We’re all going on a, summer…staycation!
Staycation – a vacation, but you stay at home! Well not always in your home, but in your home country. This is the new (old) idea that to have less impact, we can switch some of our previous abroad trips, to holidays based near to where you already live. Being a tourist in your own country!
This month, I got back from my trip in the Outer Hebrides. I was staying on the Isle of Eriskay, while island hopping across to Barra and the Uist’s. This holiday was filled with nature, sea breeze, and making our own fun. I have fond memories of yearly trips to the Isle of Harris, with the freedom and relaxation it brought. These locations, on the edge of the world, have bountiful amounts to entertain yourself with…if you know how to make your own fun.
What these holidays are too, is less impactful. First of all, taking a staycation doesn’t require long-haul flights across the world. They can involve just a short car trip, or public transport stint to the corner of your country you want to explore. They also don’t require you to be buying lots of new accessories or clothes, because the weather is most likely going to be the same.
Let me fill you in with all of the zero waste, and low impact activities we managed to cram into our week holiday!
Firstly, we went because we were taking part in the Isle of Barra – Barrathon! This is a half marathon (13.1 miles) around the island. What we actually found out is the ring road which goes around Barra is exactly this distance. It was a boiling day, and we got glorious sunshine the whole way around. It was a fantastic way to see the whole island and complete my first race.
One thing that came to mind, is that it is a common thing to cycle round Milport, which is 10 miles (give or take), and Barra has this opportunity too! You could rent some bikes and cycle round the whole island in no time. After this, there was lots of relaxing beach walks along miles of coastline. A great way to relax the muscles and get our daily dose of vitamin sea! There were also museums, cafes, art shops and local crafts people with places to pop in and see what’s going on.
One mantra I live by, is that we should ‘leave everywhere better than when we found it’, so for us, that meant litter picking. Now, they weren’t always multiple bin bags full, sometimes it was just a handful of stuff while we were walking along a beach. But that’s ok. And other times it was piles and piles.
The important thing, is that once we left, there was less waste and less plastic on that beach. The next people wouldn’t have to deal with the same sight, and the wildlife are at less risk. If everyone just grabs what they see, the problem will be sorted on a daily basis!
Tips for litter picking when away from your local area.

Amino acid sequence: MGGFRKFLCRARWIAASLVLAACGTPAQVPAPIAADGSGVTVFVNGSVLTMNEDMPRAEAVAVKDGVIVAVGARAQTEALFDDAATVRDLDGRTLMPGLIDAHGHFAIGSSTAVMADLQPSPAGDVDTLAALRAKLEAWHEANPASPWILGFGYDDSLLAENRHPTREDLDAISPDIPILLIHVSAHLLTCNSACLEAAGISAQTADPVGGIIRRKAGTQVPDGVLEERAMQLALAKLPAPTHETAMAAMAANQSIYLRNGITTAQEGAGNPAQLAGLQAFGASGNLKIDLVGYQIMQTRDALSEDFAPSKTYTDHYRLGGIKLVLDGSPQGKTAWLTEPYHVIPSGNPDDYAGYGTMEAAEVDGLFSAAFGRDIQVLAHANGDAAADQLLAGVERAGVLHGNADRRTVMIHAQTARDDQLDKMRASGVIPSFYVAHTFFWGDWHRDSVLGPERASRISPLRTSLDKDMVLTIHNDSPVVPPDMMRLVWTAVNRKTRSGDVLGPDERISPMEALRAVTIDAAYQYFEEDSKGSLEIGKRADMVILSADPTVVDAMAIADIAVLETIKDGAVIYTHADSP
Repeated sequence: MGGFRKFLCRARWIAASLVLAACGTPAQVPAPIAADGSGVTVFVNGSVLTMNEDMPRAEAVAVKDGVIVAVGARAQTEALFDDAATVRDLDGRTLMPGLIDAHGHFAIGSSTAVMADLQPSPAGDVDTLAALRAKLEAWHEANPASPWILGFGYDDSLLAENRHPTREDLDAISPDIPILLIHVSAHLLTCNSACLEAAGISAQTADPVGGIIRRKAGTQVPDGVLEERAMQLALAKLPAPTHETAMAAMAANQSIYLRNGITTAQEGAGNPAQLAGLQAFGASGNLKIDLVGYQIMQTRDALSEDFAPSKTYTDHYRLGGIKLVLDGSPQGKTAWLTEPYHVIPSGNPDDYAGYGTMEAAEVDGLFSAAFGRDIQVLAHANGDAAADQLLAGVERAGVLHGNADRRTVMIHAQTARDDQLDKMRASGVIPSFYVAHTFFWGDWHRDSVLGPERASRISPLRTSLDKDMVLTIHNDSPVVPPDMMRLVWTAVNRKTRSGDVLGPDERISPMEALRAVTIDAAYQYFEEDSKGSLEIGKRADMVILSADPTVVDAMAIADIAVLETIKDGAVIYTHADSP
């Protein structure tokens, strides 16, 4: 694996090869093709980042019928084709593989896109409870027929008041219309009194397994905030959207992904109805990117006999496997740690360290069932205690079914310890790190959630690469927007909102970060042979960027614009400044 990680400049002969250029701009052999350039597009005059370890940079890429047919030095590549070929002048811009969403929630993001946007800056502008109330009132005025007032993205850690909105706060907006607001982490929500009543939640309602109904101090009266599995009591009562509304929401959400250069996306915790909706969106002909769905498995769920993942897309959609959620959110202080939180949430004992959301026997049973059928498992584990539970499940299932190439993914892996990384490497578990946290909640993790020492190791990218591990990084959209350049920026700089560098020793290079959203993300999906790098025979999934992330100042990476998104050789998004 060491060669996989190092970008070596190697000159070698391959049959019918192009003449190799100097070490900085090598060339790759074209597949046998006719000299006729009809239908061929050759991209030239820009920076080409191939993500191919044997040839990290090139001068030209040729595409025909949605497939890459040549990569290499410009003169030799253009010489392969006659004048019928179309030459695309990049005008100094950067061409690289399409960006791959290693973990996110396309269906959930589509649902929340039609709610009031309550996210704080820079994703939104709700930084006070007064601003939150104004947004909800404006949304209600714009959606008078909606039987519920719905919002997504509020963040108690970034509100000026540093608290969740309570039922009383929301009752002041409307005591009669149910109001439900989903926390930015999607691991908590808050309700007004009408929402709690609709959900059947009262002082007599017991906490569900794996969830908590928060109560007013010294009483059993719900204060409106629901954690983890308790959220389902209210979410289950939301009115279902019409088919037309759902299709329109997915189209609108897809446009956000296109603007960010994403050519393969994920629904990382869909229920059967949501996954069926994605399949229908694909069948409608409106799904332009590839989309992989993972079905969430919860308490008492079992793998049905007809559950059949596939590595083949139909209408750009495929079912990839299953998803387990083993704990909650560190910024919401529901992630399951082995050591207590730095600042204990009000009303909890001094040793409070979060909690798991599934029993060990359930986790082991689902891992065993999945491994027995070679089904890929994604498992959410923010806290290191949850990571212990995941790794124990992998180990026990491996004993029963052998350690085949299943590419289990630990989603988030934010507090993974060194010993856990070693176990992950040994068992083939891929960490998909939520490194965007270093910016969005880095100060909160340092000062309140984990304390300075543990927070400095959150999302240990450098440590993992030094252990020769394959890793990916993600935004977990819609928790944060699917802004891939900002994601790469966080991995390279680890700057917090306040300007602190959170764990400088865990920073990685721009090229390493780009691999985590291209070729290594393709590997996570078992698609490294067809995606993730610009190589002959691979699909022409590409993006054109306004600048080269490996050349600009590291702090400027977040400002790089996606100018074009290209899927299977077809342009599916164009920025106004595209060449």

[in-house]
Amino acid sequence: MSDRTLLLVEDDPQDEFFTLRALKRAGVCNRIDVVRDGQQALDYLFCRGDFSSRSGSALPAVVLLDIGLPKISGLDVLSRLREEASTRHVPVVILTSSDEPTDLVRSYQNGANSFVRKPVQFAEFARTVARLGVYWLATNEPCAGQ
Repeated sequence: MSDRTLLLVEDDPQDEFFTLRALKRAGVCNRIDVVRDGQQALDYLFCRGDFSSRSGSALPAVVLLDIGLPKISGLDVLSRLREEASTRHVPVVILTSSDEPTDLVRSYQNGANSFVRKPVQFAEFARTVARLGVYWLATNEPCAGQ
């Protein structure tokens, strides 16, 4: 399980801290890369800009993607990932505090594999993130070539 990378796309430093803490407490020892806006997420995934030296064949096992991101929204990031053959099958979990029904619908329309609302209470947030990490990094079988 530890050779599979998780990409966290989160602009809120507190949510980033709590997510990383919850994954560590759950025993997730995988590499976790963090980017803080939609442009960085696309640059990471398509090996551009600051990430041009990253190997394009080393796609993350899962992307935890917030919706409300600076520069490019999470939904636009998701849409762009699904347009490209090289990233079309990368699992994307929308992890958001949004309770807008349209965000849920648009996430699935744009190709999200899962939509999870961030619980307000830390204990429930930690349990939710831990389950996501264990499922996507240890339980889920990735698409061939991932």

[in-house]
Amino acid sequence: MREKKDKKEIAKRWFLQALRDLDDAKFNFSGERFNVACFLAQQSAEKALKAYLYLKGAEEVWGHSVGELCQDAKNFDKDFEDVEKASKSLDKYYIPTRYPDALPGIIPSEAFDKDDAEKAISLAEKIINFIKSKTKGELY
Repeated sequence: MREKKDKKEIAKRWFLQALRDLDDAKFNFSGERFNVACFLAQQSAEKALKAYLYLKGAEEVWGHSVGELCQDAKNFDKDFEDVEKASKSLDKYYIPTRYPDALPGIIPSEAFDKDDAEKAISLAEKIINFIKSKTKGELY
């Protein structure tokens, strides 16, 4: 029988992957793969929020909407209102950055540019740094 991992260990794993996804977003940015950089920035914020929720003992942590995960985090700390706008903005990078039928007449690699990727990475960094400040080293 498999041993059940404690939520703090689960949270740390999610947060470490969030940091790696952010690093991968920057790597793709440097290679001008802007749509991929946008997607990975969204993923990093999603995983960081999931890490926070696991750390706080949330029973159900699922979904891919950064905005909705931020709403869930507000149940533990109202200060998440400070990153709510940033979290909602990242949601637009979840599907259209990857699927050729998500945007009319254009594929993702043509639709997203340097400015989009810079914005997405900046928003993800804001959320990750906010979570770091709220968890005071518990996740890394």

Have a handy bag to collect it in, so you can bin it at a later date. Find out if there is a local recycling centre, or dumpster style bin if you are going to be collecting a lot of stuff. And also try and link up with any local groups doing the same – you never know, you might be able to join them if you’re there at the right time!
Not straws, not plastic bags…
One thing I think is vital for people to understand though is that the most common plastic pollution found in our oceans is FISHING NETS. Not straws. Not coffee cups. Not plastic bags. But fishing nets. While all of these other things are easy to refuse, reduce and reuse.
Fishing nets, and all fishing equipment isn’t something we normally talk about. Why? Because the answer to this is beyond one person. But it is not beyond change. What has to change is ultimately what we eat, and how we get it.
The simple solution would be to stop eating fish. I mean, Dory said it first – fish are friends, not food.
However, like most things, it’s not that simple. Especially while being in the outer Hebrides in Scotland, you see that whole communities are dependent on fishing for livelihoods, and it would mean cutting them off from their local economy and employment.
So, what can we do?
- Cut down on fish dramatically
- Only eat responsibly sourced fish, and from local regions (avoiding exotic species)
- Avoiding damaged fish stocks (remember the cod issues not too long ago)
- Campaign for change with fishing practices, such as shark fining, and by-catch laws
I am by no means the expert on fishing laws; however, I remember watching Hugh’s Fish Fight which opened my eyes to some of the issues within fishing. It touched upon the waste which happens, and how we can combat that.
If we are going to continue eating fish, how can we do it sustainably, using every part with the least waste possible. I recommend you check it out!
Goals for the future
All in all, this holiday was full of fun, laughter, beaches and relaxation! One I highly recommend you try a staycation soon.
One of my personal goals is to cut down my travel. I have an electric car, and mainly walk and use public transport, but there is always more you can do. For me, that is trying to cut out flight. And, when you have beautiful Scotland right on your doorstep, there is no need to go anywhere else! No doubt, there is still much of Scotland you still have to explore.
Next on my list of adventures, is checking out the charging points around the highlands to go on an electric car road trip!